Copying tables in MySQL


Whether you need to copy a test table to a production database, or you need to duplicate a table with only some selected rows or you just need to backup the original table, copying tables is a frequent task most of us regularly do. In this post we will see some quick methods to make copies of MySQL database tables.

For these examples I’ve used the following table structure.

id      username    password
-----------------------------------
1       admin       *************
2       sameer      *************
3       stewart     *************
 
 
CREATE TABLE IF NOT EXISTS `admin` (
  `id` int(6) unsigned NOT NULL auto_increment,
  `username` varchar(50) NOT NULL default '',
  `password` varchar(100) default NULL,
  PRIMARY KEY  (`id`)
) ENGINE=MyISAM  DEFAULT CHARSET=latin1 AUTO_INCREMENT=4 ;

Quickly copying tables.

The most common task is to copy the table structures. The following statement copies the structure of the ‘admin’ table to a new table called ‘newadmin’.

CREATE TABLE newadmin LIKE admin

Note that only the structure and not the data is copied to the new table. To also copy the data use the following statement.

CREATE TABLE newadmin AS
(
    SELECT *
    FROM admin
)

In the above examples it is assumed that the source and the destination tables which we want to copy are in the same database, but you can also copy tables from another database by prefixing the database name before the table. The following for example will copy the structure of the ‘admin’ table from the ‘shop’ database to the ‘newadmin’ table in the current database.

CREATE TABLE newadmin LIKE shop.admin

You can also specify the destination database in the query.

CREATE TABLE newshop.newadmin LIKE shop.admin

This will copy the ‘admin’ table from the ‘shop’ database to the new table ‘newadmin’ in the ‘newshop’ database.

Note: In all the above examples the DATA DIRECTORY or INDEX DIRECTORY table options are not copied to the new table. So if you need an exact replica of a table you have to create two separate statements.

CREATE TABLE newadmin LIKE admin;
INSERT INTO newadmin SELECT * FROM admin;

This will copy the table ‘admin’ exactly to the ‘newadmin’ table with all the correct table definitions, but we lose the flexibility we can have with the other method, which we will be seeing next.

To copy some select columns to our new table, specify the column names in a SELECT statement.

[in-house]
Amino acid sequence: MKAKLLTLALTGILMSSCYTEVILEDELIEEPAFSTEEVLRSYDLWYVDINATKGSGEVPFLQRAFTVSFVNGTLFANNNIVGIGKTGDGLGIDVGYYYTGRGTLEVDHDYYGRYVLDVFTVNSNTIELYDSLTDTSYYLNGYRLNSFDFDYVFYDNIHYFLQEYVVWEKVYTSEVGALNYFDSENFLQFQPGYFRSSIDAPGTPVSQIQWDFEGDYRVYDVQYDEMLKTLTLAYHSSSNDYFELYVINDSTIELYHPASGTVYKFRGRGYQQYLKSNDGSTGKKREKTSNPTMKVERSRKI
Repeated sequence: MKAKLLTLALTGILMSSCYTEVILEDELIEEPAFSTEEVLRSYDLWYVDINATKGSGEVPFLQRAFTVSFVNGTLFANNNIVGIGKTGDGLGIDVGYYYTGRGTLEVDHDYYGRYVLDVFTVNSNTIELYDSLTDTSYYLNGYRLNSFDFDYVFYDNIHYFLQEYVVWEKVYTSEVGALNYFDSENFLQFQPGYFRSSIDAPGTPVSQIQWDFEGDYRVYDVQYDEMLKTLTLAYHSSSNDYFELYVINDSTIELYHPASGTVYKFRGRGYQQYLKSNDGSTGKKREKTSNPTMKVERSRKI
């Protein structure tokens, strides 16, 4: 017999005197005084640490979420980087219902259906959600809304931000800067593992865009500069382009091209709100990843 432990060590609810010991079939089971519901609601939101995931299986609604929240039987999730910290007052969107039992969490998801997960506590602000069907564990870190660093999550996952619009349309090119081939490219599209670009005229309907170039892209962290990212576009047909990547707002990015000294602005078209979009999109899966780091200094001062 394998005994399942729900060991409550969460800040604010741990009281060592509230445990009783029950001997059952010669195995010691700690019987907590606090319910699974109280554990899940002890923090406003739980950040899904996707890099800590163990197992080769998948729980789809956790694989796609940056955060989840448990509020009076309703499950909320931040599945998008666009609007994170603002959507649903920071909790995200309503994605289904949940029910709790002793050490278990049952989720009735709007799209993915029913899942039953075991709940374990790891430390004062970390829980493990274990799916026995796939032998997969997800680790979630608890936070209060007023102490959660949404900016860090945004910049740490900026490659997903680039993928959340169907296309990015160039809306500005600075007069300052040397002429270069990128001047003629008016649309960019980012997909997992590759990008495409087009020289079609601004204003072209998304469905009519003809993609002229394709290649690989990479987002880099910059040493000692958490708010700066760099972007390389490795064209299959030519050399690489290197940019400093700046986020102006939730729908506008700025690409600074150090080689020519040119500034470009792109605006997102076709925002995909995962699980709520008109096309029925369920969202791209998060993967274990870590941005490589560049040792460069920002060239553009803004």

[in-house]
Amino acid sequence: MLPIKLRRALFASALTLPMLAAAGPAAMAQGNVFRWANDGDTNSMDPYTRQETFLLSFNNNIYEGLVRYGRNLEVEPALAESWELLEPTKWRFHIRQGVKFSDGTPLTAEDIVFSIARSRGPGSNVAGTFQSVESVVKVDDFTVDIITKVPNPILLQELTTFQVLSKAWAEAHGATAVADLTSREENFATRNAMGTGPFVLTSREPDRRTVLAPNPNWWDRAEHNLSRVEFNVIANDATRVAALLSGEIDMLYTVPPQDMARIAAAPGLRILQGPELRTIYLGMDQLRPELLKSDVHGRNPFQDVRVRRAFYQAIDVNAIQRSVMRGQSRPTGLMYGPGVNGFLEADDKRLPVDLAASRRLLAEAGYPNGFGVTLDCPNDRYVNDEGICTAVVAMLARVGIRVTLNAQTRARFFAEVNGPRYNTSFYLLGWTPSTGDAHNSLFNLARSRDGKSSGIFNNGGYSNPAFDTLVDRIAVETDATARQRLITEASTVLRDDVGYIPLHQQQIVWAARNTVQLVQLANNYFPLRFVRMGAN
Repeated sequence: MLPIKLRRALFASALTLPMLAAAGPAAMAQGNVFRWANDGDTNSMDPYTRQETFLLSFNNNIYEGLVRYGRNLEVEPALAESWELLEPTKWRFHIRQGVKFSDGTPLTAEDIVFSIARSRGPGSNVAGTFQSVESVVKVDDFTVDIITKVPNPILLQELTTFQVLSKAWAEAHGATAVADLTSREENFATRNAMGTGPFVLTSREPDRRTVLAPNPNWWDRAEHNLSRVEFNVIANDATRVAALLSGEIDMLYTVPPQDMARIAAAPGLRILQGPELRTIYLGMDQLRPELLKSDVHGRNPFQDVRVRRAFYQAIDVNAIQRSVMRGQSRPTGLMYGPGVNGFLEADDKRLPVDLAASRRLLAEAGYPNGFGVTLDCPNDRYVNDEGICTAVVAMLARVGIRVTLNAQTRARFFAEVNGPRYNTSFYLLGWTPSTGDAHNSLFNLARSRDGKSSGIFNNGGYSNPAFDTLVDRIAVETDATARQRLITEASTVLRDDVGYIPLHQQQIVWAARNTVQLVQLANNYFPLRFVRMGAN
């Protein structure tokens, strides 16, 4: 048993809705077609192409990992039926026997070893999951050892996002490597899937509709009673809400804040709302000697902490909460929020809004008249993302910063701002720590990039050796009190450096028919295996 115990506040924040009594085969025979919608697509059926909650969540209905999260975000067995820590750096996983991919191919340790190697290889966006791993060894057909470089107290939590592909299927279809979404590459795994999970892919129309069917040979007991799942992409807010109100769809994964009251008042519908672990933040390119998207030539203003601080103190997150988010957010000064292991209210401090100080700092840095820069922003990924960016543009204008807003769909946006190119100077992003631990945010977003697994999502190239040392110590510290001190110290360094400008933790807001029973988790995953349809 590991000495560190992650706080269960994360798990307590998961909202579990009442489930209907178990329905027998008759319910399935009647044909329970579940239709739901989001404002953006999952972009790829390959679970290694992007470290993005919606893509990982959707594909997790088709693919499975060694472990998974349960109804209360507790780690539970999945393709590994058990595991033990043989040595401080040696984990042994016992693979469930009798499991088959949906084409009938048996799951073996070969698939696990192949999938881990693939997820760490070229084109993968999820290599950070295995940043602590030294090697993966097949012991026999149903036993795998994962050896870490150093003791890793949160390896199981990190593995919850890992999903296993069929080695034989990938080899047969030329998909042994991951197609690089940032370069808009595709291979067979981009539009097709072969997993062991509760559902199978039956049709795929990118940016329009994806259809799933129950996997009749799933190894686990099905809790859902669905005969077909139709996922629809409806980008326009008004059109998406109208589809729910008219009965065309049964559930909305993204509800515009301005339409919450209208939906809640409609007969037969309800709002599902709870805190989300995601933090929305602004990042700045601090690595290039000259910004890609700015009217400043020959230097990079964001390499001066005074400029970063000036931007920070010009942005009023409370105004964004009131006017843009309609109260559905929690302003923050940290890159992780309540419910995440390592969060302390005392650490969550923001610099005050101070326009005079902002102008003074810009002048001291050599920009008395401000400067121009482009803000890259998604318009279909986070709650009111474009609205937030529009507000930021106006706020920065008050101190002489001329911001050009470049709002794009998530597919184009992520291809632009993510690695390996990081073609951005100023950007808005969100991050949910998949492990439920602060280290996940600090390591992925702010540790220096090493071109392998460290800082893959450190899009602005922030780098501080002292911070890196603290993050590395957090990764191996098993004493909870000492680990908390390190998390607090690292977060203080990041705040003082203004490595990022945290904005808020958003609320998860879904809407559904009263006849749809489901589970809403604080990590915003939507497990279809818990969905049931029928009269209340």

CREATE TABLE newadmin AS
(
    SELECT username, password FROM admin
)

This will only copy the ‘username’ and ‘password’ columns to the new table. This can be really useful when the original table contains over fifty columns and you want to copy only a few.

While copying a table you can also change the column names of the new table.

CREATE TABLE newadmin AS
(
    SELECT id, username AS uname, password AS pass FROM admin
)

By now you may have already guessed that you could copy any queried data to the new table using the SELECT statement. The following for example copies all the rows from ‘admin’ to the new table where the username starts with an ‘s’.

CREATE TABLE newadmin AS
(
    SELECT * FROM admin WHERE LEFT(username,1) = 's'
)

Copies the following two rows from the ‘admin’ table.

id      username    password
-----------------------------------
2       sameer      *************
3       stewart     *************

While copying you can also change the table structure of the new table by specifying the same in your query.

CREATE TABLE newadmin
(
    id INTEGER NOT NULL AUTO_INCREMENT PRIMARY KEY
) 
AS
(
    SELECT * FROM admin
)

This will copy the ‘admin’ table and also assign the appropriate primary key to the ‘id’ column in the new table.

In conclusion

So basically there are two methods of copying tables.
a. By using the LIKE and AS keywords in single sql statement.

CREATE TABLE newadmin AS
(
    SELECT *
    FROM admin
)

b. By using two different statements.

CREATE TABLE newadmin LIKE admin;
INSERT INTO newadmin SELECT * FROM admin;

The first one offers flexibility while copying tables but does not preserve any DATA DIRECTORY or INDEX DIRECTORY table options that were specified for the original table, or any foreign key definitions.

The second method truthfully copies the tables but does not offer the flexibility of the first method. By truthfully I mean only the DATA DIRECTORY or INDEX DIRECTORY table options are not copied.

Which method you use will depend on your specific requirement.

This site is a digital habitat of Sameer Borate, a freelance web developer working in PHP, MySQL and WordPress. I also provide web scraping services, website design and development and integration of various Open Source API's. Contact me at metapix[at]gmail.com for any new project requirements and price quotes.

2 Responses

1

Shantanu Oak

August 17th, 2009 at 11:29 pm

There is an illegal way of coping MyISAM tables.
copy the .frm .myd and .myi files with permissions.
Make sure that the count(*) matches, just in case :)

2

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September 1st, 2009 at 5:46 am

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